The manual only provides minimal pre-flight procedures including setting the parking brake before engine start. I learned this the hard way (despite holding the brakes, the aircraft wanted to move forward after engine start), until figuring out how to apply the parking brake (reread the manual). Startup procedures are very straight forward, and I was able to start the engine without issue. The only times that I had an issue, even when following the checklist, is that I would forget the magneto switches. Taxiing requires some practice especially if you have not operated a tail-wheeled, nose high aircraft. The realistic way is to perform a series of small s-turns to see ahead of you. That is the easy part though, the hard part is controlling the power, speed and knowing when to brake. Basically, provide short bursts of power (about 1500 RPM), and turn with the rudders. If you must stop, reduce power to idle, let the Spitfire slow down on its own and then brake if necessary. Brake with too much speed and suffer the dreaded ground loop, which I have done a time or several in this and other tail-wheeled aircraft.

Taking off is very challenging and does require some practice to avoid clipping the wings. The manual does a good job explaining the recommended procedures for taking off and this is where I think this aircraft is somewhat forgiving for the novice pilot. The primary take-away is do not ram the throttle to full, instead, gradually add power to build up speed is the way to go. The checklist says to apply left stick (aileron), to counter propeller induced roll torque while also applying right rudder to offset the left yaw tendencies. This is easier said than done with a twist type joystick, but I managed without crashing, though maybe not staying on the runway before lifting off. For those users that are experienced with these types of aircraft, this procedure should not be an issue.

Moving onwards, the manual does a wonderful job explaining landing procedures, which I read several times, but I still had a hard time landing the Spitfire. Take-off may be a challenge, but landing for a novice like myself is an adventure to put it mildly.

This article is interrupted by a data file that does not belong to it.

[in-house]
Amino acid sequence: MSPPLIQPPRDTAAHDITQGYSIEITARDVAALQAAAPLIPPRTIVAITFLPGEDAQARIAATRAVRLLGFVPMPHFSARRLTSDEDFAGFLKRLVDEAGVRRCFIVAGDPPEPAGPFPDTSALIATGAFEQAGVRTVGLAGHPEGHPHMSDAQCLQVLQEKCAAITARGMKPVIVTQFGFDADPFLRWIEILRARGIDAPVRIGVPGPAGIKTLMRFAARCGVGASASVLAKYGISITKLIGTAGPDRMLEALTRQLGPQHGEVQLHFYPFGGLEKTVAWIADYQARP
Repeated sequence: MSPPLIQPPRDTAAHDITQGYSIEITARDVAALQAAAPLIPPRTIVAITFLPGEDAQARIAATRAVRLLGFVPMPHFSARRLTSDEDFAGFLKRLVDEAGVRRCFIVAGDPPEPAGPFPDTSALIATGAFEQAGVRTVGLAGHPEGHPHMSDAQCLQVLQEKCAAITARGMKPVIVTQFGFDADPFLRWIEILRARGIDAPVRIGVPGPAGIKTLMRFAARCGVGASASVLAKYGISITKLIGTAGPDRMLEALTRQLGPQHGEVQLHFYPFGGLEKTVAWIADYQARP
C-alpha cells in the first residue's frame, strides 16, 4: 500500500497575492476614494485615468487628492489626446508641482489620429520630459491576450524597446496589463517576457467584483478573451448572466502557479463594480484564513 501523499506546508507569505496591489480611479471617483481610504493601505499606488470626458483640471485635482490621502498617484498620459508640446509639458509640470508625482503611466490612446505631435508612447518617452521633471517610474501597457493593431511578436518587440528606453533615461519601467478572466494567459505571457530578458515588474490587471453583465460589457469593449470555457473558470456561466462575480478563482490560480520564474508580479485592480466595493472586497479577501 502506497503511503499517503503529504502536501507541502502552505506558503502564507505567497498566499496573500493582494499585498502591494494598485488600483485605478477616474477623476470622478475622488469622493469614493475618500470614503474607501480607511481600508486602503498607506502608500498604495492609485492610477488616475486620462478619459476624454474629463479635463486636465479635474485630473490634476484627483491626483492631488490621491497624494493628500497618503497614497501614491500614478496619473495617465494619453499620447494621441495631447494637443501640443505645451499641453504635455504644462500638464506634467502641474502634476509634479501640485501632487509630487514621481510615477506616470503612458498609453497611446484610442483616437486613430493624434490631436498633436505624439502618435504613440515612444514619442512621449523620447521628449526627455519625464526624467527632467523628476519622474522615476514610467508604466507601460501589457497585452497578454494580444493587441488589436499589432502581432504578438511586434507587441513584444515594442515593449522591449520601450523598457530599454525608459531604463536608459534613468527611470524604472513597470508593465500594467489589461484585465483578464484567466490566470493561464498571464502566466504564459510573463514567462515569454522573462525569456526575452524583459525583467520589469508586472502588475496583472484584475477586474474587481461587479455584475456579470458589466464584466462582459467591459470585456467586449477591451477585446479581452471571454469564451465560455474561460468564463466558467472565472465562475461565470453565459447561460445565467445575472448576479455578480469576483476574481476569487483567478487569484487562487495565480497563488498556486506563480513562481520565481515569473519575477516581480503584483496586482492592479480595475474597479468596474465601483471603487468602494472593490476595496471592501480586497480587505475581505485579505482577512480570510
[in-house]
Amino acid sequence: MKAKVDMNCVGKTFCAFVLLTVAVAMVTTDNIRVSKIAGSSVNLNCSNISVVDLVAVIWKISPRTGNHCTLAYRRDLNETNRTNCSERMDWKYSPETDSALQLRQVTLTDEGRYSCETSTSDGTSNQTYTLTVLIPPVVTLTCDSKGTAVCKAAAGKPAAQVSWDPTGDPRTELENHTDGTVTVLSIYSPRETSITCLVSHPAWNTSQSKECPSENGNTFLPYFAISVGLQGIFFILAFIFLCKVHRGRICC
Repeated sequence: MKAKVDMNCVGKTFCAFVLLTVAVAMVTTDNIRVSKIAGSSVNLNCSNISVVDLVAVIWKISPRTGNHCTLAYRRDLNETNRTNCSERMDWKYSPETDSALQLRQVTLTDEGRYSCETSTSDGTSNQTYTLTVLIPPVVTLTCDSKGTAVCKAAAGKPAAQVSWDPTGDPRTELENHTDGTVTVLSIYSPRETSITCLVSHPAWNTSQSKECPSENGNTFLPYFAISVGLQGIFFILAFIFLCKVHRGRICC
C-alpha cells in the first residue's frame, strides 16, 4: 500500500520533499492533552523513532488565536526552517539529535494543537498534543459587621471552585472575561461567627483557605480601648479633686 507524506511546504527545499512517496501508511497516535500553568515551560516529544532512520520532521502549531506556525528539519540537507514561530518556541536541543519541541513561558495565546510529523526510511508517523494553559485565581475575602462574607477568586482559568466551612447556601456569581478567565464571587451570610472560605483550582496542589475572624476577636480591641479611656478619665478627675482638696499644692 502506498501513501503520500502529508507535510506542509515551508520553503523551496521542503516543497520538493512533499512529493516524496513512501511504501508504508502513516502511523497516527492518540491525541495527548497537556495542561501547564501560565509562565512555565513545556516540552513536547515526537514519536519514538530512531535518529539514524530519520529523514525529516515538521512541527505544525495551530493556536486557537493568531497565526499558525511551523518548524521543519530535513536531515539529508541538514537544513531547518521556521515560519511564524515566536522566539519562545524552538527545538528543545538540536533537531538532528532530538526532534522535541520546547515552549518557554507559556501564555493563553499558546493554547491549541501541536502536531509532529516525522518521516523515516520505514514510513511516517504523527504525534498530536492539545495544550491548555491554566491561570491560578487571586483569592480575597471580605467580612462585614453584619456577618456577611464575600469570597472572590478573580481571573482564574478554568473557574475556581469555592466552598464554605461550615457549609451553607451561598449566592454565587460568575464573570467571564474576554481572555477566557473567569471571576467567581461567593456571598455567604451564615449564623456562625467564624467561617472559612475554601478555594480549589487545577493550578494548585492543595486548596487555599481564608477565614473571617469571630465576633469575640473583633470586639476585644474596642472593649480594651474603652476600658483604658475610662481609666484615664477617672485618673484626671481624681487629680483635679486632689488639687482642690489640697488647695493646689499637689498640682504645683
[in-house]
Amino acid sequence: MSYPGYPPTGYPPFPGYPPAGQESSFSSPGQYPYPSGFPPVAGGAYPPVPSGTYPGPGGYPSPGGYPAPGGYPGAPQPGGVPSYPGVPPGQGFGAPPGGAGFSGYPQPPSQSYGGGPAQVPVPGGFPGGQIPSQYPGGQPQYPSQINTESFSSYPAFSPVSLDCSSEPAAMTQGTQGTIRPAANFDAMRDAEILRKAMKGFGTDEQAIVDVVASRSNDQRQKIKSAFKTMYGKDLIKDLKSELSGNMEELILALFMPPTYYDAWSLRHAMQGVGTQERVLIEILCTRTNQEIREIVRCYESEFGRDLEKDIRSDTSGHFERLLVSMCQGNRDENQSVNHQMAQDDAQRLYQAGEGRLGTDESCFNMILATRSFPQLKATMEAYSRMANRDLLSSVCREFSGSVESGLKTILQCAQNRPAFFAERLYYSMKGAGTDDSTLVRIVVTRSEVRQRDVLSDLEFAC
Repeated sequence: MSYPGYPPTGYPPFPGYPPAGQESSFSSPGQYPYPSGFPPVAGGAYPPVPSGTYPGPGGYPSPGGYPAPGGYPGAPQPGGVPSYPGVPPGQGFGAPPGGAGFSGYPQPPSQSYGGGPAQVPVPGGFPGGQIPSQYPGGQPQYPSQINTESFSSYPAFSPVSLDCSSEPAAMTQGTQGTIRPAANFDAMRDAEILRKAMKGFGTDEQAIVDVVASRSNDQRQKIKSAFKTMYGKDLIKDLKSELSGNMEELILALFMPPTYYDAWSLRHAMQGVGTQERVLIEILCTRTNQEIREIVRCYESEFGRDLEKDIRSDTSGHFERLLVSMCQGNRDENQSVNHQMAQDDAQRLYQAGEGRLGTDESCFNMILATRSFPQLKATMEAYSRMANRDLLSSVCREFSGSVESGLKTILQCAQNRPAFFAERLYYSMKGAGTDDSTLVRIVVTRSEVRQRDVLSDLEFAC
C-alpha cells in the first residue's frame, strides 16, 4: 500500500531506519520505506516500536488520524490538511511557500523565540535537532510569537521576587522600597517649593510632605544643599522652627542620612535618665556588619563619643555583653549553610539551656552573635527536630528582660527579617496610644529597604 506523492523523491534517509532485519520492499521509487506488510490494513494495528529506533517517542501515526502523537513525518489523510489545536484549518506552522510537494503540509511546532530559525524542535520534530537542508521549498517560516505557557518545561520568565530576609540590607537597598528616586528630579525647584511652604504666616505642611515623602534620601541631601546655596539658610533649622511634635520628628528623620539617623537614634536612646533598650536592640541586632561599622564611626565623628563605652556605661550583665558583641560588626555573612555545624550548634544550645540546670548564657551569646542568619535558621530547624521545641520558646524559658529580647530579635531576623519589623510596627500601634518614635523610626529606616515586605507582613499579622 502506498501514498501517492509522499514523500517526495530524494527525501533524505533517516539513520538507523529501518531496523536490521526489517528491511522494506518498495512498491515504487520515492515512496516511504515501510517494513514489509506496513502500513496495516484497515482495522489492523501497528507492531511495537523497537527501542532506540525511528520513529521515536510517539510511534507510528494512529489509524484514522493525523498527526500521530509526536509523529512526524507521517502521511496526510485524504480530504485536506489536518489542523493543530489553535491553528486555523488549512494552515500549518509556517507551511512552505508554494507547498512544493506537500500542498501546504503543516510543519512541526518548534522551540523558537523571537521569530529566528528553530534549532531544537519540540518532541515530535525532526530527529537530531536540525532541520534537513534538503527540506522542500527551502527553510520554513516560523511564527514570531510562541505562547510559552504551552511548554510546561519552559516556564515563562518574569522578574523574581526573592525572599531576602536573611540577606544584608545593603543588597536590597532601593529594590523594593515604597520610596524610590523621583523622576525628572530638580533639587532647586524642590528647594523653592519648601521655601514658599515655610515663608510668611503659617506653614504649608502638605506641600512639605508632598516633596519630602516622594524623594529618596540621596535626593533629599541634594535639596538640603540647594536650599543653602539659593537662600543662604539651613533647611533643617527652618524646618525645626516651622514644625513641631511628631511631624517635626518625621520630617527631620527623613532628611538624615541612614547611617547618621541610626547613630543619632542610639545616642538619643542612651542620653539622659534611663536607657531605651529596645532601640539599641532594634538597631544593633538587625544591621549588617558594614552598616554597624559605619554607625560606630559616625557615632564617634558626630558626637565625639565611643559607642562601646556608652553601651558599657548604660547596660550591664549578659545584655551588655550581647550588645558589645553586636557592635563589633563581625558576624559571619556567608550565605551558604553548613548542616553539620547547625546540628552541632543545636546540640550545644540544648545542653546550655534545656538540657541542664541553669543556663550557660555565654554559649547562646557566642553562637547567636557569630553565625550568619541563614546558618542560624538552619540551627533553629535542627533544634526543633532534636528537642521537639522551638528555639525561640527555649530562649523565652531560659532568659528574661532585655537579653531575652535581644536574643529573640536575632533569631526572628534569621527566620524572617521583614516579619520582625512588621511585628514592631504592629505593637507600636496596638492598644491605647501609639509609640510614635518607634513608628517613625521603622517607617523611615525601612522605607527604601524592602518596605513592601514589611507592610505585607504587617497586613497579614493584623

I only had a couple of minor issues, first, I wish a manual would have been included with the download. I understand that it is a work in progress, but I would have preferred something other than a web link to the Google Documents page. Also, it would have been nice to have a link to the manual on the FlyingIron product page for users that want to read the manual before purchase. This product requires the SkunkCrafts updater plugin to update this product and it would have been nice if a link to this software would have been included in the manual.

Which is a shame because the cockpit is really well done, all the instruments are all recreated (in German script, so you will need to read the manual), It is very well done and as authentic as they come. You need time in here to understand all the instruments and dials. and the throttle levers are a work of art. So basically you have your levers and handles on the left and and fuel and electrics with the starter buttons on your right. Note - the wide set rudder pedals. Main panel includes Clock/ Timer Display - Altimeter Shows - Airspeed indicator - Artificial Horizon - Gyro compass - Gun rounds with remaining rounds in white, the switch on the instrument is used to arm the guns. blank here is if pressurization is used (on the knee-board option) - Vertical speed indication - ASN display which is used to display the bearing to a radio station. Radios can be tuned on the knee-board - Engines RPM displays and Differential Pressure indications Show difference between engine inlet and outlet pressure. The knee-board is a checklist and options panel all in one.

The aircraft was dark in the light and the aircraft felt dark, but there is very good texture work and detailing. It stopped and stayed dead until I replaced the complete aircraft folder? So... yes the manual needs to be more though in explaining how these systems operate to get more out of the aircraft earlier and get it into the air. 041b061a72